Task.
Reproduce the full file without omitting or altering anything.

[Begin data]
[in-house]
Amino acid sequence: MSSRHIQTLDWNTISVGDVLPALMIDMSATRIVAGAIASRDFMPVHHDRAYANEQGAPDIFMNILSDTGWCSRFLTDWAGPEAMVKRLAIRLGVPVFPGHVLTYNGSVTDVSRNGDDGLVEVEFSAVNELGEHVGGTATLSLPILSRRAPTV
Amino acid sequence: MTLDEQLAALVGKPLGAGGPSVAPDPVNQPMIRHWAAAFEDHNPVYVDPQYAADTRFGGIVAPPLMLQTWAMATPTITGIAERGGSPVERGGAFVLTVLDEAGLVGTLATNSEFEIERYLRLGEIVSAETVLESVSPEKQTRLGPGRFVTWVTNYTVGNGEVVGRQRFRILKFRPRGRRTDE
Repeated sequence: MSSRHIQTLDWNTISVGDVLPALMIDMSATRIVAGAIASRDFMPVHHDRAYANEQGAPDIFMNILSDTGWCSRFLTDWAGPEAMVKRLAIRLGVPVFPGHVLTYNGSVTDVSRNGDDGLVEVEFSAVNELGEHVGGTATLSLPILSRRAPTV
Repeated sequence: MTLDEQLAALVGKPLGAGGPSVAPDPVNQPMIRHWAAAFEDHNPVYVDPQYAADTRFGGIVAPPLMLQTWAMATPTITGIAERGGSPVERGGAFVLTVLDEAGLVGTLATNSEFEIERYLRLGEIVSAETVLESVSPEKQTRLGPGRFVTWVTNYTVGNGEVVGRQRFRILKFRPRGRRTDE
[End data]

[in-house]
Amino acid sequence: MSSRHIQTLDWNTISVGDVLPALMIDMSATRIVAGAIASRDFMPVHHDRAYANEQGAPDIFMNILSDTGWCSRFLTDWAGPEAMVKRLAIRLGVPVFPGHVLTYNGSVTDVSRNGDDGLVEVEFSAVNELGEHVGGTATLSLPILSRRAPTV
Amino acid sequence: MTLDEQLAALVGKPLGAGGPSVAPDPVNQPMIRHWAAAFEDHNPVYVDPQYAADTRFGGIVAPPLMLQTWAMATPTITGIAERGGSPVERGGAFVLTVLDEAGLVGTLATNSEFEIERYLRLGEIVSAETVLESVSPEKQTRLGPGRFVTWVTNYTVGNGEVVGRQRFRILKFRPRGRRTDE
Repeated sequence: MSSRHIQTLDWNTISVGDVLPALMIDMSATRIVAGAIASRDFMPVHHDRAYANEQGAPDIFMNILSDTGWCSRFLTDWAGPEAMVKRLAIRLGVPVFPGHVLTYNGSVTDVSRNGDDGLVEVEFSAVNELGEHVGGTATLSLPILSRRAPTV
Repeated sequence: MTLDEQLAALVGKPLGAGGPSVAPDPVNQPMIRHWAAAFEDHNPVYVDPQYAADTRFGGIVAPPLMLQTWAMATPTITGIAERGGSPVERGGAFVLTVLDEAGLVGTLATNSEFEIERYLRLGEIVSAETVLESVSPEKQTRLGPGRFVTWVTNYTVGNGEVVGRQRFRILKFRPRGRRTDE